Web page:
Creating a Compassionate Community – Engaged Women in Skid Row, General Jeff Memorial park, 11/20/2021

The performance was accompanied by a publication from collaborator Robby Herbst, a 12-page tabloid “Compassion & Self-Deception: a guide to the moral crisis in Los Angeles.”  3 public conversations, an additional element of the project brought together artists, front line workers, and clergy to further to explicate the notion of compassion in action.

Artistic engagement allows for a variety of ways to make your point.  For one Department of City Planning Hearing —on Zoom, LAPD submitted one-minute videos from 20+ LAPD’ers.  The range of testimonies took the boring out of public testimony.  While some cleaved to the facts and elements of our plan, others took commissioners on unexpected flights of imagination, transcending the limitations of Zoom —through engagement with multi-dimensional human beings.

Coming up, as we arrive at 2022, we are working on the next iteration of Walk the Talk —our biennial Performance / Parade that honors the visionary community building work of Skid Row workers and residents.  “Walk the Talk 2022”, will take place on Saturday May 28.  The parade route will be determined by those to be honored.  Over 40 people have been nominated by Skid Row residents and previous honorees.  This year’s honorees will be selected in December, interviewed and then LAPD’ers will begin to craft short scenes to be performed during the parade. 

Everything, interview, transcript, and video of the performances will be available on our Walk the Talk website  The Walk the Talk parade, like our Festival, is an event that reaches the unconnected people in Skid Row and in an informal and joyous manner brings them into the social matrix of the neighborhood.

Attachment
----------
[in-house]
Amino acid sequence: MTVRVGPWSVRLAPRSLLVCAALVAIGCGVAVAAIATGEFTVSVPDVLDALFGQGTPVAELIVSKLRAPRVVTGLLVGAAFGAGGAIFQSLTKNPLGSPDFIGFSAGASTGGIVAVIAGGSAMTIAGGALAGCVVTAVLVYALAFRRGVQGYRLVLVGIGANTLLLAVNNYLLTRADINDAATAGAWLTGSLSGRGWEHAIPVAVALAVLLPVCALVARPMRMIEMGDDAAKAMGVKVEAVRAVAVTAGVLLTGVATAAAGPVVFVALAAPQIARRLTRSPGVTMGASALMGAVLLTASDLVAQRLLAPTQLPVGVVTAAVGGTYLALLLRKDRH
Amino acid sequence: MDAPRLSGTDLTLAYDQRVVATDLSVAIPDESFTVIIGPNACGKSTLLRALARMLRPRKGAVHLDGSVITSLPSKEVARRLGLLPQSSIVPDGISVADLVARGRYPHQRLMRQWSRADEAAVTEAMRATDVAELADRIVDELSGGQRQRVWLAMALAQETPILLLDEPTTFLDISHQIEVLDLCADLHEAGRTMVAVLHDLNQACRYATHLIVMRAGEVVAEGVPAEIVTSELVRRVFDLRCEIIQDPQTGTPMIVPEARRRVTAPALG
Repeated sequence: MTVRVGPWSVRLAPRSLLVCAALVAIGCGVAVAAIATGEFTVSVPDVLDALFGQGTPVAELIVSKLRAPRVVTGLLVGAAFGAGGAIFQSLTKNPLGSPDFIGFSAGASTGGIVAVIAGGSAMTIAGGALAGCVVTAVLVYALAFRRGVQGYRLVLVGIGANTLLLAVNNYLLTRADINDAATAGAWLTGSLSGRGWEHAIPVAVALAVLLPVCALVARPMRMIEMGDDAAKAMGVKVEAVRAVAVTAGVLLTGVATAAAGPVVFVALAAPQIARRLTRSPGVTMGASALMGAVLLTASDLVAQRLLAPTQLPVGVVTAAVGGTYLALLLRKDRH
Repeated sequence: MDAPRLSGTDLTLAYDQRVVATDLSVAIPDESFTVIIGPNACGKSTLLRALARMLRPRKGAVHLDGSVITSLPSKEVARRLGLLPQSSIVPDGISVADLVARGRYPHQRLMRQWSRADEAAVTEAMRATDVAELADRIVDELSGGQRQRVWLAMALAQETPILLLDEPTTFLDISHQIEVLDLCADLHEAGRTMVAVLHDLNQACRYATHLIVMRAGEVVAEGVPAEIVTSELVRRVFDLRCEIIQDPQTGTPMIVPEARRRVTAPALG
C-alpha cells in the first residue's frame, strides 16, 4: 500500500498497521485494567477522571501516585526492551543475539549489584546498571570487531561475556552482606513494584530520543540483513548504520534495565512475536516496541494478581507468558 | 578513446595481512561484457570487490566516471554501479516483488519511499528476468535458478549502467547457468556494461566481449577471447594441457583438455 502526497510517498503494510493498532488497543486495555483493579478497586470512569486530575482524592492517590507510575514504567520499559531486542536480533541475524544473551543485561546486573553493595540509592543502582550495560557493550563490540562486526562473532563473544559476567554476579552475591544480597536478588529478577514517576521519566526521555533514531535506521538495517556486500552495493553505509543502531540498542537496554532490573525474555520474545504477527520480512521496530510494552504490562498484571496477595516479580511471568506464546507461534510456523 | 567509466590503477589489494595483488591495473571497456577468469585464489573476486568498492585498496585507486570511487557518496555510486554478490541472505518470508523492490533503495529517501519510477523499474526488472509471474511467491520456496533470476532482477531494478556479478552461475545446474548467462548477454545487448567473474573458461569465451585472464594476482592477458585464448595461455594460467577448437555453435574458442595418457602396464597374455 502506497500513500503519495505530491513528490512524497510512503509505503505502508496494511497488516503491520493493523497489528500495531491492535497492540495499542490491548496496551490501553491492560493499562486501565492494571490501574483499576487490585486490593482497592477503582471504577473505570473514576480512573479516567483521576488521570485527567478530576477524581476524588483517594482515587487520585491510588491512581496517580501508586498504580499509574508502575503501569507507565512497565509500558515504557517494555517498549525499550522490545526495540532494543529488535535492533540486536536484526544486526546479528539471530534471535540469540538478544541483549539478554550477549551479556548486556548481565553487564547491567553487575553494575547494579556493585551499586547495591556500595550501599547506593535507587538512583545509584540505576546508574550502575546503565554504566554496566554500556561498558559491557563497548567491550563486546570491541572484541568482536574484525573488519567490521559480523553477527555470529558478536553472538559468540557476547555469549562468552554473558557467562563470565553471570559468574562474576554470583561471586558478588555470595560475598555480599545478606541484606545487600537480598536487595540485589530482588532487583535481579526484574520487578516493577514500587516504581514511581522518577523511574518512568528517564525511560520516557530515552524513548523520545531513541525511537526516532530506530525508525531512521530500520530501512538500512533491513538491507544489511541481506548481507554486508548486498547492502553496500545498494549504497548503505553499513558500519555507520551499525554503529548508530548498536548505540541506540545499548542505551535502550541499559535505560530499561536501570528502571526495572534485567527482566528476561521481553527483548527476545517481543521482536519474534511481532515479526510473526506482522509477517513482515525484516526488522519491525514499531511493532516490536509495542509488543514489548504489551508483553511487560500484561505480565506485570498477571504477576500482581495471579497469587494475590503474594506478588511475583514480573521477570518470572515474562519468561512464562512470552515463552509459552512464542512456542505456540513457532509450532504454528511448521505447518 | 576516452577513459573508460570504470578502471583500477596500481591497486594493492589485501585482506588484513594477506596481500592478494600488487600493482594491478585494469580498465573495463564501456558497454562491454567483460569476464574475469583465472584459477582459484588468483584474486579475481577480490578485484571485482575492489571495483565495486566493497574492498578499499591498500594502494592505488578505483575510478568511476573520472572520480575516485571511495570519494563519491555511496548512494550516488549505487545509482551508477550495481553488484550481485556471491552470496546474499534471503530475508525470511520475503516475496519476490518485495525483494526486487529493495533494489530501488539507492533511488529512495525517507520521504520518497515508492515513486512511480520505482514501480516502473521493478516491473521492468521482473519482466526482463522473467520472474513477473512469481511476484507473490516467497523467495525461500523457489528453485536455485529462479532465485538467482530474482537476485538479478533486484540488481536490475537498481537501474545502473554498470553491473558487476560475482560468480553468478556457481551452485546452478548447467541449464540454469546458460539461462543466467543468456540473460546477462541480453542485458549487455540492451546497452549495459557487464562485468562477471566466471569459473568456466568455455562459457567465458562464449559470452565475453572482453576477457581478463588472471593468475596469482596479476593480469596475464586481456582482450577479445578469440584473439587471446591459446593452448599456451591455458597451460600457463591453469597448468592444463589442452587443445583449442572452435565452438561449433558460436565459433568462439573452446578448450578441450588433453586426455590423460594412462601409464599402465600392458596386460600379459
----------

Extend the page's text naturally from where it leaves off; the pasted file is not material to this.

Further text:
In 2021, we published and distributed in Skid Row a beautiful book designed by Tiffanie Tran, of the 2020 Walk the Talk —as that “parade” took place on Zoom rather than in the streets.  The book featuring portraits designed by Man One, photos and the scripts of the Walk the Talk performances, got Walk the Talk back out into the Skid Row community.

No matter where life seems to take me, I always come back to the archive, it’s home.  I’m continuously inspired by with the way LAPD marries history telling, performance, and activism- none seems to be possible without the other.  It’s a privilege to take part in the stewardship of these stories, and a daily reminder that community is everything.
— Clancey Cornell, SRHM&A, Archive Manager.

We are also very excited about our new Community Curation Project.  For the first iteration of the program, we will be working with Charles Porter, long time prevention director for United Coalition East Prevention Project.  Charles has been instrumental in bringing the community together and has used a variety of modalities including music and poetry as means to do so.  LAPD is working with Charles to generate performative and exhibition / installation material and events that will express his concerns and strategies for building a healthy community. 

Art is about surprise.  May all 2022’s surprises be good ones. 


John Malpede 

Download the PDF of the year end letter here.